An important application of regression models is to predict the response variable for new data. The following DATA step defines three new patients. The first two are females who are taking Drug B. The third is a male who is taking Drug A:
/* 1.Use PLM to score future obs */ data NewPatients; input Treatment $ Sex $ Age Duration; datalines; B F 63 5 B F 79 16 A M 74 12 ; proc plm restore=PainModel; score data=NewPatients out=NewScore predicted LCLM UCLM / ilink; /* ILINK gives probabilities */ run; proc print data=NewScore; run;
The output shows the predicted pain level for the three patients. The younger woman is predicted to have a low probability (0.01) of pain. The model predicts a moderate probability of pain (0.38) for the older woman. The model predicts a 64% chance that the man will experience pain.
Notice that the PROC PLM statement does not use the original data. In fact, the procedure does not support a DATA= option but instead uses the RESTORE= option to read the item store. The PLM procedure cannot create plots or perform calculations that require the data because the data are not part of the item store.
Use PROC PLM to visualize the model
I've previously written about how to use the EFFECTPLOT statement to visualize regression models. The EFFECTPLOT statement has many options. However, because PROC PLM does not have access to the original data, the EFFECTPLOT statement in PROC PLM cannot add observations to the graphs.
Although the EFFECTPLOT statement is supported natively in the LOGISTIC and GENMOD procedure, it is not directly supported in other procedures such as GLM, MIXED, GLIMMIX, PHREG, or the SURVEY procedures. Nevertheless, because these procedures support the STORE statement, you can use the EFFECTPLOT statement in PROC PLM to visualize the models for these procedures. The following statement uses the EFFECTPLOT statement to visualize the probability of pain for female and male patients that are taking each drug treatment:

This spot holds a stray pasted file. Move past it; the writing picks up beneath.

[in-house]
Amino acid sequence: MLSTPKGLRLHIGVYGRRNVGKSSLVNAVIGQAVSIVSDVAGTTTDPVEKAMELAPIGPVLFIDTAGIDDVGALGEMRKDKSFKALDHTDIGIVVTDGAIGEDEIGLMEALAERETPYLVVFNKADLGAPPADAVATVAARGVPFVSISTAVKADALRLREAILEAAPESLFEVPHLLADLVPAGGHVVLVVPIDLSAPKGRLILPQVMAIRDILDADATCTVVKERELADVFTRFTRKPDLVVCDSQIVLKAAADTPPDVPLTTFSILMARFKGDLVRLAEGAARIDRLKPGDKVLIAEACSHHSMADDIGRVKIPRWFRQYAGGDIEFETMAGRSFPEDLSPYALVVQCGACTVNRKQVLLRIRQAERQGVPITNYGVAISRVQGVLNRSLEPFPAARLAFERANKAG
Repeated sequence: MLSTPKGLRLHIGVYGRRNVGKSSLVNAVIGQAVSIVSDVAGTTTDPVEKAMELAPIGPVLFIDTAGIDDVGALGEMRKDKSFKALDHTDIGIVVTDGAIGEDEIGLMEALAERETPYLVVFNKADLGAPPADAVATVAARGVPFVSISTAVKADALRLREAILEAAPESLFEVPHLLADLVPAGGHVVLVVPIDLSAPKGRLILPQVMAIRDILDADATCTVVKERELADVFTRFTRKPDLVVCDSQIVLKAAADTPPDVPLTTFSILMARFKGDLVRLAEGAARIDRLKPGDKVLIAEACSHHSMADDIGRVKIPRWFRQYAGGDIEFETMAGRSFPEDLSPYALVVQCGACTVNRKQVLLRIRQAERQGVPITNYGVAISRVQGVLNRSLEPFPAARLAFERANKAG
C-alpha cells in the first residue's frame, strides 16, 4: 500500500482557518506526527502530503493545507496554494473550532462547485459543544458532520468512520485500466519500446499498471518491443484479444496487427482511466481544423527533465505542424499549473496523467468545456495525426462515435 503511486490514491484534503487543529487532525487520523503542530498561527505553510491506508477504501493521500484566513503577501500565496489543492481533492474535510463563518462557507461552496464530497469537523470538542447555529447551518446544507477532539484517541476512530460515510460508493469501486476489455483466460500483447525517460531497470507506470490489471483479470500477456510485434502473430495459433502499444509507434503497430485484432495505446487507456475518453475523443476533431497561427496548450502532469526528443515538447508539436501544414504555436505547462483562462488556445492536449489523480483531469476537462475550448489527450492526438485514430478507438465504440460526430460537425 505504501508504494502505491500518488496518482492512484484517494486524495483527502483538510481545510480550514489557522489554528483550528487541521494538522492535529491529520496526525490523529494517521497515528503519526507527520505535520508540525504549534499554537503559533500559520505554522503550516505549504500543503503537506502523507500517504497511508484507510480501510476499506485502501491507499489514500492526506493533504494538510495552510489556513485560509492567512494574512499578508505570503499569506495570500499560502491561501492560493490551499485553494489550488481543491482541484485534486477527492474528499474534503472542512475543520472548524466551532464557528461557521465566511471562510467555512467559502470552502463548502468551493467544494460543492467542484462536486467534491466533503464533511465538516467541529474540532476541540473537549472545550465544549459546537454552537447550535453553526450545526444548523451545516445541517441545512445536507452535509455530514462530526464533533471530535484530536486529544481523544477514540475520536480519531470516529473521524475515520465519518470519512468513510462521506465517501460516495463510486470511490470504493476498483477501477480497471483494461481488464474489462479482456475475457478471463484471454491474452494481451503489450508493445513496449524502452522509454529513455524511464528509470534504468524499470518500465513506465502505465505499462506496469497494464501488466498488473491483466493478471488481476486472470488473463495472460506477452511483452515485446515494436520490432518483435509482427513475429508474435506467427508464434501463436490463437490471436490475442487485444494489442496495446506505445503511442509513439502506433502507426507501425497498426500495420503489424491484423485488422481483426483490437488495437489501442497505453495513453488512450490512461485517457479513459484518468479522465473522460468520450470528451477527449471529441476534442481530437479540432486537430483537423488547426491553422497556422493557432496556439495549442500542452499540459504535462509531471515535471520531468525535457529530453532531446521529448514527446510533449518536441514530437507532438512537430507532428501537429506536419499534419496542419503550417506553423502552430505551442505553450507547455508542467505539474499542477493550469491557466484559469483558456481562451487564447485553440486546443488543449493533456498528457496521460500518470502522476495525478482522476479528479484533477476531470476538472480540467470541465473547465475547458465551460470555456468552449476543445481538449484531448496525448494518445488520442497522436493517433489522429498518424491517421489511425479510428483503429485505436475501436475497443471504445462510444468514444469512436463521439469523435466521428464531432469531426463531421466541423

/* 2. Use PROC PLM to create an effect plot */ proc plm restore=PainModel; effectplot slicefit(x=Age sliceby=Treatment plotby=Sex); run;
The graphs summarize the model. For both men and women, the probability of pain increases with age. At a given age, the probability of pain is lower for the non-placebo treatments, and the probability is slightly lower for the patients who use Drug B as compared to Drug A. These plots are shown at the mean value of the Duration variable.
Use PROC PLM to compute contrasts and other estimates
One of the main purposes of PROC PLM Is to perform postfit estimates and hypothesis tests. The simplest is a pairwise comparison that estimates the difference between two levels of a classification variable. For example, in the previous graph the probability curves for the Drug A and Drug B patients are close to each other. Is there a significant difference between the two effects? The following ESTIMATE statement estimates the (B vs A) effect. The EXP option exponentiates the estimate so that you can interpret the 'Exponentiated' column as the odds ratio between the drug treatments. The CL option adds confidence limits for the estimate of the odds ratio. The odds ratio contains 1, so you cannot conclude that Drug B is significantly more effective that Drug A at reducing pain.
/* 3. Use PROC PLM to create contrasts and estimates */ proc plm restore=PainModel; /* 'Exponentiated' column is odds ratio between treatments */ estimate 'Pairwise B vs A' Treatment 1 -1 / exp CL; run;
Use PROC PLM to display statistics from the analysis
One of the more useful features of PROC PLM is that you can use the SHOW statement to display tables of statistics from the original analysis. If you want to see the ParameterEstimates table again, you can do that (SHOW PARAMETERS). You can even display statistics that you did not compute originally, such as an estimate of the covariance of the parameters (SHOW COVB). Lastly, if you have the item store but have forgotten what program you used to generate the model, you can display the program (SHOW PROGRAM). The following statements demonstrate the SHOW statement. The results are not shown.
/* 4. Use PROC PLM to show statistics or the original program */ proc plm restore=PainModel; show Parameters COVB Program; run;
In summary, the STORE statement in many SAS/STAT procedures enables you to store various regression models into an item store. You can use PROC PLM to perform additional postfit analyses on the model, including scoring new data, visualizing the model, hypothesis testing, and (re)displaying additional statistics. This technique is especially useful for long-running models, but it is also useful for confidential data because the data are not needed for the postfit analyses.